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Malta’s Most Beloved Books: We Hit The Streets To Find Out Which Stories You’d Share

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Malta might be a tiny island, but it’s packed with talent and a mighty literary tradition. As a nation, we need to tell our stories to empower those distinct voices that make Malta, Malta.

So for this year’s World Book and Copyright Day, which is celebrated today, Lovin Malta and the National Book Council hit the streets of Valletta to see if people are indulging in works by the islands’ authors, playwrights and poets.

In this Vox Pop, we asked Valletta’s bookworms, casual readers and everyone in between to share their thoughts on reading, who their favourite Maltese authors are and whether they preferred physical texts or ebooks. If we liked their answers, participants even got a copy of some of Malta’s latest literary works to help them keep their reading streak alive!

Because sharing stories and ideas is how we become better versions of ourselves: as individuals and as a country. 

Unsurprisingly, answers were considerably varied. It’s safe to say that the bookworm isn’t as popular as it was in pre-technological times.

The last Maltese books most read were back in their days at secondary school, which means that at the least, those authors left an impression on them as children. Of course, there were exceptions, with some enjoying works of the likes of Oliver Friggeri, Ġużè Chetcuti and Lou Drofenik.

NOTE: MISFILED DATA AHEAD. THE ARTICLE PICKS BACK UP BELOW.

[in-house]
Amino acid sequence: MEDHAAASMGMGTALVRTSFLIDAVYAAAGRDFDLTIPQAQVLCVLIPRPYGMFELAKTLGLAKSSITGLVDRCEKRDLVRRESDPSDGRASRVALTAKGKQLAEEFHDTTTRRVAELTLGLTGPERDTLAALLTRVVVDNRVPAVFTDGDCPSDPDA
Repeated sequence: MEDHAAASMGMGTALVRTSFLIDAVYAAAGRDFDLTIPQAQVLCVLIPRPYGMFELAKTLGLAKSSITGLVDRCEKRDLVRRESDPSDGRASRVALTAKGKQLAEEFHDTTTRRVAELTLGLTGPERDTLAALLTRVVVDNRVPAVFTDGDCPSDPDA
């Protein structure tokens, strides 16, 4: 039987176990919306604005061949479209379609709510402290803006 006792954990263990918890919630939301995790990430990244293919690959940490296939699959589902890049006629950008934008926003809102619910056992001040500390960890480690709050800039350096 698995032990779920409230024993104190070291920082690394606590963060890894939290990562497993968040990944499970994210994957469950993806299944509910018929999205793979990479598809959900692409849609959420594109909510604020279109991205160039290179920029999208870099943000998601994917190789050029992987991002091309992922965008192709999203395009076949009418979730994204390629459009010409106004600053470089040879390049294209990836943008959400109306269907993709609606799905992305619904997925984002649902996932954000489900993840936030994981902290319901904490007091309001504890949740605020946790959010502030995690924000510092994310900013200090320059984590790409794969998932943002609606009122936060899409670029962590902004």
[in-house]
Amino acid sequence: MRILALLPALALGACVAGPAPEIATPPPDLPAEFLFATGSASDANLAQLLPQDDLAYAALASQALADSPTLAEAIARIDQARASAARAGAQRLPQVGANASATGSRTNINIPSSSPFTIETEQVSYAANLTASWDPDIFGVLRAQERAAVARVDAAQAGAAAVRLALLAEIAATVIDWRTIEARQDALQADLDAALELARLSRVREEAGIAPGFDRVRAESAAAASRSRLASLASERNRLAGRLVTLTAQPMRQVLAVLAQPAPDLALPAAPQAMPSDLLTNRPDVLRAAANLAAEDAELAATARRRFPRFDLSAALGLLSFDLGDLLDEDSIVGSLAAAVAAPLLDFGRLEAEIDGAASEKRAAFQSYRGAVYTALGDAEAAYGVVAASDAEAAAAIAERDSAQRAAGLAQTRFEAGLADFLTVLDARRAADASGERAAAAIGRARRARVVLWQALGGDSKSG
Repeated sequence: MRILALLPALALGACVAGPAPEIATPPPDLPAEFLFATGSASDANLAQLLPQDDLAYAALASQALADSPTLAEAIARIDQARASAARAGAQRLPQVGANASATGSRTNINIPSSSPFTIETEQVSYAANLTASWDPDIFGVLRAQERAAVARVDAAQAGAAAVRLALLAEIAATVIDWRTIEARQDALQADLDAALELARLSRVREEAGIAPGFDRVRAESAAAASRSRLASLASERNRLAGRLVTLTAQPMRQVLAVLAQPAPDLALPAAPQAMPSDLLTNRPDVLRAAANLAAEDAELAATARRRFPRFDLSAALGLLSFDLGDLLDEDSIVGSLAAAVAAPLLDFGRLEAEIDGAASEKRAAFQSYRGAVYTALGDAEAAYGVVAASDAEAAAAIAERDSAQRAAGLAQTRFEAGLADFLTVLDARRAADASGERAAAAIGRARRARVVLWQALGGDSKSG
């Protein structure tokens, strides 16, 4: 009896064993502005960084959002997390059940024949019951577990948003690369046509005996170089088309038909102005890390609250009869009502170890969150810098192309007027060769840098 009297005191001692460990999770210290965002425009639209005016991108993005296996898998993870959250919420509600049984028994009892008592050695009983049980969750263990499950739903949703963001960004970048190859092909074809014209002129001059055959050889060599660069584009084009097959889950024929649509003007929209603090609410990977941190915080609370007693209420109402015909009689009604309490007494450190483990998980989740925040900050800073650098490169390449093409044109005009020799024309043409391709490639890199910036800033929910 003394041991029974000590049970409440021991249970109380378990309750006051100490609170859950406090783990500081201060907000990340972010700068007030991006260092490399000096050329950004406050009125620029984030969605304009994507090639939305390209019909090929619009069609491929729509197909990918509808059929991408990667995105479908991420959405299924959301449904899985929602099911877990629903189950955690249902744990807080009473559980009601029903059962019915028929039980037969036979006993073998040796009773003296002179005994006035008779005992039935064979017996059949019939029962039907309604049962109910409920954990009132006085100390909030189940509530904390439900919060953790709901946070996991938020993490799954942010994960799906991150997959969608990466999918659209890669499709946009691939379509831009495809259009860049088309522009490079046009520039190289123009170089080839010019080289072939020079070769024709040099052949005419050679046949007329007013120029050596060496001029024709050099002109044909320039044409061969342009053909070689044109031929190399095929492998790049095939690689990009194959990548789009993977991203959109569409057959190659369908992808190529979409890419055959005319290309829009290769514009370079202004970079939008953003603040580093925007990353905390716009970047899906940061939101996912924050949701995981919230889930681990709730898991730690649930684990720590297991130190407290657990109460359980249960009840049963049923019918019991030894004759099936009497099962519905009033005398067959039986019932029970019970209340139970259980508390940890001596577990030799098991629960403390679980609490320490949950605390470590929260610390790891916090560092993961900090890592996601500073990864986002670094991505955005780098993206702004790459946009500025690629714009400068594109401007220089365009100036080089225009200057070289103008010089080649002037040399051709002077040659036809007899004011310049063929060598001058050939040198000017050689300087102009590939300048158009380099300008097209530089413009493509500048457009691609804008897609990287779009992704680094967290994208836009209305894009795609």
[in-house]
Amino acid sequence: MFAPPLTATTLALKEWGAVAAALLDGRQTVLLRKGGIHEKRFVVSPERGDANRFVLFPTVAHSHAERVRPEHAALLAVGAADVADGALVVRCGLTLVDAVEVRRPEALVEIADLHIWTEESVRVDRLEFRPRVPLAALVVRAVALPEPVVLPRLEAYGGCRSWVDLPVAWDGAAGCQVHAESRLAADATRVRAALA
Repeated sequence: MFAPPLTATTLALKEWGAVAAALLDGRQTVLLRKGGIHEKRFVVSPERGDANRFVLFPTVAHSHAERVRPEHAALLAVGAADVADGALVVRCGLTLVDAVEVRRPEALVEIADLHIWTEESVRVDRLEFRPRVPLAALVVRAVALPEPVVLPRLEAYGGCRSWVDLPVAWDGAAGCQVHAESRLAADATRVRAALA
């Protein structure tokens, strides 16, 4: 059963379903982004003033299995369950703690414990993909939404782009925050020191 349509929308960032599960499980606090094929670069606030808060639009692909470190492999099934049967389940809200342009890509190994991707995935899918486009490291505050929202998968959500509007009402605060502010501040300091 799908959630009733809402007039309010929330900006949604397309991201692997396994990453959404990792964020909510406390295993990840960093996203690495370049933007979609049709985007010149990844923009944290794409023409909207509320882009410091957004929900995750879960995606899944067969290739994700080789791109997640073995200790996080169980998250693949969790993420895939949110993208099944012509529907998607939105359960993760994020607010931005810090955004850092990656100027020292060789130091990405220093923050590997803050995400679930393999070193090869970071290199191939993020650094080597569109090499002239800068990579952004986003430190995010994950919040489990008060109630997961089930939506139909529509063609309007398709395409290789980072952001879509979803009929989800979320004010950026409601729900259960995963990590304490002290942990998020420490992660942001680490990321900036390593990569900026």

Others said their love for Maltese books reignited by having children of their own, or that they exclusively read non-fiction papers for work. Thankfully only a few said they didn’t read anything at all.

One thing should be made clear, Maltese literature isn’t just books published in Maltese!

In fact, hundreds of books are published in Malta every year, both in Maltese and in English. In other words, Malta’s vibrant microcosm of literature has something for each taste, age and genre.

Some Malta-grown publications. Photo: National Book Council

Some Malta-grown publications. Photo: National Book Council

It’s no dispute that reading makes you smarter, but reading in the language of your country does more than just that.

Maltese books allow us to tap into the thinking of generations, giving us the opportunity to learn about our islands’ roots and new ideas to build a better country for everyone.

In a world where we’re all nose-deep in our phones, reading books is an act of rebellion. Basically, reading the work of Maltese writers can make you feel connected to your country, support artists and help keep the language alive.

So, why not pick up a local book and expand your mind? Here’s a list of local publishers to help you get started, all books can be purchased online!

Tag someone who needs to read Maltese literature! 

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Sam is an over-caffeinated artist fighting for a cooler and freer world, one article, song or impromptu protest at a time. Hit her up with thought-provoking ideas or dreams at [email protected] or @princess.wonderful on Instagram.

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